Monday, July 27, 2015

Scrappy Buddies

Having spent a lot of time drawing my Friends characters, I decided I needed a change - not only to make some younger-looking kids, but also as a creative challenge to myself.  I'll be the first to admit my OCD-tendencies, but this clipart journey has already got me believing I can do things I didn't know I had in me.  All along I told Julie that I don't really do "cute", but with so many products now behind me, and me feeling more confident in my abilities, I started looking at reference images of more primary kids to start a new line of products.

I had already started my buddy series but thought I could even do younger.  Working in Illustrator (and Inkscape on my laptop), simple, clean shapes look great and so I had the idea to start a scrapbook style set.  The first set includes a number of little boys and girls, as well as a teacher:

And I also made grayscale copies of each figure:

But then another Teachers Pay Teachers seller told me there are many teachers that make products of blackline images only, and although the grayscale black and white images have a lot of depth, I went ahead and made blackline versions of each image and added them to the set:

So now the product has been updated to include 3 sets of each figure: color, grayscale, and blackline with white fill.

I already had the 2nd set completed and up for sale, so added blacklines of those figures too.  The second set includes more boy and girl figures and were fun to put together:

The 3rd set of Scrappy Kid Buddies has figures that are looser, more playful, with characters practically running and jumping off the page!

For the 4th set, the kids are even more active, as the scrappy kids are now on swings and doing other fun activities:

And now I've just uploaded a 5th Scrappy Kid set - with a boy and a girl in front of a whiteboard, in 6 different colors, grayscale and white-illed blacklines:

These sets have allowed me to believe more in myself and my abilities to make fun clipart sets, and I'm planning even more different sets.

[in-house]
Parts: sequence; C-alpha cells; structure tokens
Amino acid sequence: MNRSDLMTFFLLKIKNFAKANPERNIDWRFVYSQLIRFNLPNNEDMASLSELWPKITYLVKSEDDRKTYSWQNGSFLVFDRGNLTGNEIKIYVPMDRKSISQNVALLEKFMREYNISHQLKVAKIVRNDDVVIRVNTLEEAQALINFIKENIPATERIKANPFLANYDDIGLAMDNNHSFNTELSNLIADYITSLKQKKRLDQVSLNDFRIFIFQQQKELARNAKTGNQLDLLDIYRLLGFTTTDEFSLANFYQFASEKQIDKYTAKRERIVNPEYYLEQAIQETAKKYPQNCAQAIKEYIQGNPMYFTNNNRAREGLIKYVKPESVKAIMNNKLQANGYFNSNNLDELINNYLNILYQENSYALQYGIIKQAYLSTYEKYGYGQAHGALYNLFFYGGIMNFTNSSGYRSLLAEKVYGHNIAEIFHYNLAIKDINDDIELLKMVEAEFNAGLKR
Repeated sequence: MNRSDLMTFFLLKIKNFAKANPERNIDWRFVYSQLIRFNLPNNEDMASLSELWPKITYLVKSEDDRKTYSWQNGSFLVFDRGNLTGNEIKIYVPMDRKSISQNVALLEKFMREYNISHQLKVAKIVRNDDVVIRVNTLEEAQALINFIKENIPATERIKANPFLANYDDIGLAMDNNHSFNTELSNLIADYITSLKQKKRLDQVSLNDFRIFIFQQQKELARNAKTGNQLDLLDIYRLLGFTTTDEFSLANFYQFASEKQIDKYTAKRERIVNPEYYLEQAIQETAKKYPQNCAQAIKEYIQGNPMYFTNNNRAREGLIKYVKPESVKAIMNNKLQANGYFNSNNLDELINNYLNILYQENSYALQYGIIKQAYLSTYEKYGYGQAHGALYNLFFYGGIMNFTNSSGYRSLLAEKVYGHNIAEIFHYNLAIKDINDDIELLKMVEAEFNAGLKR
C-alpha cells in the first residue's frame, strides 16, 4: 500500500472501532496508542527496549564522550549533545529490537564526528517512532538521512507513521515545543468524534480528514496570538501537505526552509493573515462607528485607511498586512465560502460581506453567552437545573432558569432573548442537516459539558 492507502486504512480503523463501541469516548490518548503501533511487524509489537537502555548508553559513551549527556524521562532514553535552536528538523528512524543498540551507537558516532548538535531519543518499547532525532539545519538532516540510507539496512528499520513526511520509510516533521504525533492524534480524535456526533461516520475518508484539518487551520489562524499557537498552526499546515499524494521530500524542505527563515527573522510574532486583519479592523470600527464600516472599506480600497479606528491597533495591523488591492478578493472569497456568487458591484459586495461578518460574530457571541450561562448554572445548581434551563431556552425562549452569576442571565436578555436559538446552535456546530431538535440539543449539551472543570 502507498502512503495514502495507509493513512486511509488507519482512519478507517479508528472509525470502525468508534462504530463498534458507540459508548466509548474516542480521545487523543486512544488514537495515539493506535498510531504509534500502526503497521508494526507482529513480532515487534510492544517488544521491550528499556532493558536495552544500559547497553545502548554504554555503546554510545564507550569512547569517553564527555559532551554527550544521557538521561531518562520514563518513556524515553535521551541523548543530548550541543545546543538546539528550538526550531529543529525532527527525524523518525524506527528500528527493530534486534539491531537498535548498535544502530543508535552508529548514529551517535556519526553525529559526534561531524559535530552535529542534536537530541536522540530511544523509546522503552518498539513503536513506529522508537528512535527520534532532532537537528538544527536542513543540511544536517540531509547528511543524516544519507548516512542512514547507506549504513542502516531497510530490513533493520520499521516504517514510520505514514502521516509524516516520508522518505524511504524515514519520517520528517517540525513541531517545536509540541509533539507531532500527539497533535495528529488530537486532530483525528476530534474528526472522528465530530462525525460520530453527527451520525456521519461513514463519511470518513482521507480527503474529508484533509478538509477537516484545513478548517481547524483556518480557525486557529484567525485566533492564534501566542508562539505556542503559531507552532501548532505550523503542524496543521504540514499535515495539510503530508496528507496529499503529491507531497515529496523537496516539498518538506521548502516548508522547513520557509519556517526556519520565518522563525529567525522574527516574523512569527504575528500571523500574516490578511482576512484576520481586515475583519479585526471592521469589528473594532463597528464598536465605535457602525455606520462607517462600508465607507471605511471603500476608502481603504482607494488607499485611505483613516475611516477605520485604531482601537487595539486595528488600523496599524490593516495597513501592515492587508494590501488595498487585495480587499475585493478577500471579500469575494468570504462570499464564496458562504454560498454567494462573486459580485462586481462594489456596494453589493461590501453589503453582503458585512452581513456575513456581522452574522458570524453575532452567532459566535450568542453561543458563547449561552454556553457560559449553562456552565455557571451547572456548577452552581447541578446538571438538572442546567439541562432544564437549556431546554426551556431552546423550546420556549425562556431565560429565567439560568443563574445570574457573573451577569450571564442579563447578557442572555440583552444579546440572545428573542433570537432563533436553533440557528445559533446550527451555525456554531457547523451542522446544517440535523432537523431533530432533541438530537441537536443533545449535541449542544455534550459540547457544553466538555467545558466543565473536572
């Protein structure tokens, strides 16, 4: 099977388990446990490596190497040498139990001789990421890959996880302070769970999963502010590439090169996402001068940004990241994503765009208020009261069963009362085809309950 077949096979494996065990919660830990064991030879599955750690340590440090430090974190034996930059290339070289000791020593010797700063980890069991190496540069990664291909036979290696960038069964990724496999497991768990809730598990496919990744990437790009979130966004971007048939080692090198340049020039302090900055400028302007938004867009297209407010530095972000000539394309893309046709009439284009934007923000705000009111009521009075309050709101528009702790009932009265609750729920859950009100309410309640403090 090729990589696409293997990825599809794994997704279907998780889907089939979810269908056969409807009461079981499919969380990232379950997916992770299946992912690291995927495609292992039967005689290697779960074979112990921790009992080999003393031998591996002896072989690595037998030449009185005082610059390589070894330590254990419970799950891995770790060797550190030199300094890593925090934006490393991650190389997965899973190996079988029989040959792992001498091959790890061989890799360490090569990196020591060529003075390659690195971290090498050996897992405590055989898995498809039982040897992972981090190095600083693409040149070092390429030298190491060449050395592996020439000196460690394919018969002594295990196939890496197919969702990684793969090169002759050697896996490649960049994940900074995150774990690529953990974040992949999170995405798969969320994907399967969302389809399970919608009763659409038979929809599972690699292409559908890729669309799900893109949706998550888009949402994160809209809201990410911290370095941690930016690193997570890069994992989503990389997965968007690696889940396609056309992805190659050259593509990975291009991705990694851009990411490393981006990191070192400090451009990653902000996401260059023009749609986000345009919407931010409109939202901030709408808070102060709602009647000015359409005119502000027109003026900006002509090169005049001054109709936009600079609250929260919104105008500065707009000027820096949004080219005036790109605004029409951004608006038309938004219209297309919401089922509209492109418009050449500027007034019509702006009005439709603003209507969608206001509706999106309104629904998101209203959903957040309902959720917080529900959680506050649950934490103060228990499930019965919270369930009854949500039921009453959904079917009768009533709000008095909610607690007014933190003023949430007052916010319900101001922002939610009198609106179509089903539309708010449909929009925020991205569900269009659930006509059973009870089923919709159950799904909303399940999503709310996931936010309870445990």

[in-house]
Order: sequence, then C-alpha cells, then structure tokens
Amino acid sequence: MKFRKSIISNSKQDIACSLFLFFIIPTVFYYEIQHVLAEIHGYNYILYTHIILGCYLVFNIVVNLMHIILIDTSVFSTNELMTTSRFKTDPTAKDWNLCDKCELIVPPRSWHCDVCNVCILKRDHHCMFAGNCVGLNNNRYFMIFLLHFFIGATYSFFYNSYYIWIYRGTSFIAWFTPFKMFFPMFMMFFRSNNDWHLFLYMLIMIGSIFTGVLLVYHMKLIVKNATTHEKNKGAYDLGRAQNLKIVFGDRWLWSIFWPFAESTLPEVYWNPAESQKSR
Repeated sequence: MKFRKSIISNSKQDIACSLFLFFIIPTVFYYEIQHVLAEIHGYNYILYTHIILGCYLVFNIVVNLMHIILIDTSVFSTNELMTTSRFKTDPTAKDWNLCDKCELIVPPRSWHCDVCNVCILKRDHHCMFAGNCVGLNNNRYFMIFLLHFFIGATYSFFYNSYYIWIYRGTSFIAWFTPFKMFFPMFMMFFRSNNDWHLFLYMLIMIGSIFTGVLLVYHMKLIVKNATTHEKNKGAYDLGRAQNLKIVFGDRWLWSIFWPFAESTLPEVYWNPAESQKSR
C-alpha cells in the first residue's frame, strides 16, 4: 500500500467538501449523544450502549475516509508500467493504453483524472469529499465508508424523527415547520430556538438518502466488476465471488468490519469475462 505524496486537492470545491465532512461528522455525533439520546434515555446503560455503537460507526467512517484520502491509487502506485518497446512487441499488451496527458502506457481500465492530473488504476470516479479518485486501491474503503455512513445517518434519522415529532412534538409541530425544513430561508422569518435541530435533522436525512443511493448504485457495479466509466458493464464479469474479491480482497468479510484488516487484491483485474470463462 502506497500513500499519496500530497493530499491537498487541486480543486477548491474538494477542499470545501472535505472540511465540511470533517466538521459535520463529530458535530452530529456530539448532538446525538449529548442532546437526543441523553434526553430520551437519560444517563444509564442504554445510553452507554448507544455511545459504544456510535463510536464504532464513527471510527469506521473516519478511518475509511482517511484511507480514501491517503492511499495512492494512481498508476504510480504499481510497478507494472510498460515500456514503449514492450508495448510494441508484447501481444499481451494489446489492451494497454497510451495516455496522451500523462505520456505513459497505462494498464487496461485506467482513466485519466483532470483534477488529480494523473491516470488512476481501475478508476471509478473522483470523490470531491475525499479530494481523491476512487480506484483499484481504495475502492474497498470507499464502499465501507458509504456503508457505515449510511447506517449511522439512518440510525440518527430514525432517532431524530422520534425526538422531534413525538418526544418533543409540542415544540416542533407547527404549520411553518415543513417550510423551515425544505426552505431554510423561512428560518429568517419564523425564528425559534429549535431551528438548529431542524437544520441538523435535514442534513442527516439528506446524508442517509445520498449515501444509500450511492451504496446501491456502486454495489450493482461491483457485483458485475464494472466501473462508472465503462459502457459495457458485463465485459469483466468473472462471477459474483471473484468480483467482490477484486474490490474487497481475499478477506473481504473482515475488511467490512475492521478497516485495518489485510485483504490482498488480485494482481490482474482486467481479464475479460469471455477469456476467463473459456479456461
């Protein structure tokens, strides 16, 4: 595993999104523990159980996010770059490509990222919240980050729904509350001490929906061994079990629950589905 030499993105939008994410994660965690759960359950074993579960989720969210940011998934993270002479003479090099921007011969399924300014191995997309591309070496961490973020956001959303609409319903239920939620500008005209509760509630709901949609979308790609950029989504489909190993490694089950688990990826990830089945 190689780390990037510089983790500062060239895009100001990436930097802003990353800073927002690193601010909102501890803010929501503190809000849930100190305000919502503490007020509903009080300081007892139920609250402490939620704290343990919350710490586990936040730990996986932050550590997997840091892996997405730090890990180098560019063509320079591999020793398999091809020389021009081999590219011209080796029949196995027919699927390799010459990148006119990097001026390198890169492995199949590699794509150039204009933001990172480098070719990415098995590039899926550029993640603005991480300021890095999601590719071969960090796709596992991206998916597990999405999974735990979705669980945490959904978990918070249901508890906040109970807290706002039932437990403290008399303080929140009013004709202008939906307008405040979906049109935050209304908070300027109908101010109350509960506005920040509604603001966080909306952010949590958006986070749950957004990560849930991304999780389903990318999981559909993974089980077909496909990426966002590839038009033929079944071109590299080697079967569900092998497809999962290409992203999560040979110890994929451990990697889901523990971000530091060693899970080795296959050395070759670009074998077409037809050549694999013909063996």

Here are the links to these first 5 Scrappy Buddies sets on my Teachers Pay Teachers store:

Scrappy Kid Buddies and Teacher Clipart
Scrappy Kid Buddies 2 Clipart
Scrappy Jumping Kid Buddies 3 Clipart
Scrappy Playing Kid Buddies 4 Clipart
Scrappy Kid Buddies 5 with Whiteboards Clipart



Saturday, July 18, 2015

Are Using Custom Social Media Buttons Legal?

Custom blog designs are known to offer styles and colors for social media buttons (like Facebook and Instagram), but are these actually legal?  How about custom sets of Pinterest, Twitter or YouTube buttons?  I've been thinking about a new blog design (what I have now is one of the "standard" templates, although one I really like) and I've been looking at a lot of blogs, particularly teacher blogs of my fellow TpT'ers.  Most of the custom blogs I've seen have stylized social media icons to fit the design of the blog, and they look great.  So I started poking around and looking for custom buttons to help with my own custom blog design and I found a lot out there (most of which are free).  But at the same time, I also found some articles about these social media icons infringing on copyright laws, so I decided to dig a little deeper.

I guess I should say that I'm not a lawyer and this blog post doesn't contain any real legal advice - just me observation and opinion.  But when it comes to social media, most of these companies have policies against modifying their logos.  In other words, their logos are their "brands" and are trademarked, so they have a legal right to control how their logo is represented.

Let's take a look at some of these guidelines.


Twitter seems to be one of the logos I see most often changed - like the lower case "t" in a blue box for example ... but this is NOT their official logo.  Their trademarked logo is just a bird in a box.  And Twitter's guidelines not only talk about the logo, but also extend to their name and just about anything else related to what they do:
"The Twitter marks include, but are not limited to, the Twitter name, logo, the term “Tweet” and any word, phrase, image, or other designation that identifies the source or origin of any of Twitter’s products. Do not modify or alter the marks or use them in a confusing way, including suggesting sponsorship or endorsement by Twitter, or in a way that confuses Twitter with another brand. Use our official and unmodified Twitter bird to represent Twitter."

  • Use speech bubbles or words around the bird
  • Rotate or change the direction of the bird
  • Animate the bird
  • Flock the bird with other birds or other creatures
  • Change the color of the bird
  • Overprint or obstruct any part of the bird
  • Anthropomorphize the bird
  • Add special effects to the bird
  • Use old versions or any other marks or logos to represent our brand
Link: Twitter brand assets

So basically, Twitter is saying you cannot modify their logo and you cannot change the color of the bird.  Here is a quick visual guide to their logo:


Instagram is unique because it has two versions of its icon. The “Multi-Color Camera” is instantly recognizable, since it’s literally the mobile app icon. The simpler “Glyph” is actually the default icon that a brand should use. Instagram states that the Multi-Color Camera should only be utilized if you are encouraging users to download the app. Lastly, Instagram permits the Glyph’s color to be changed as needed, making it the only major social media company I know to allow this.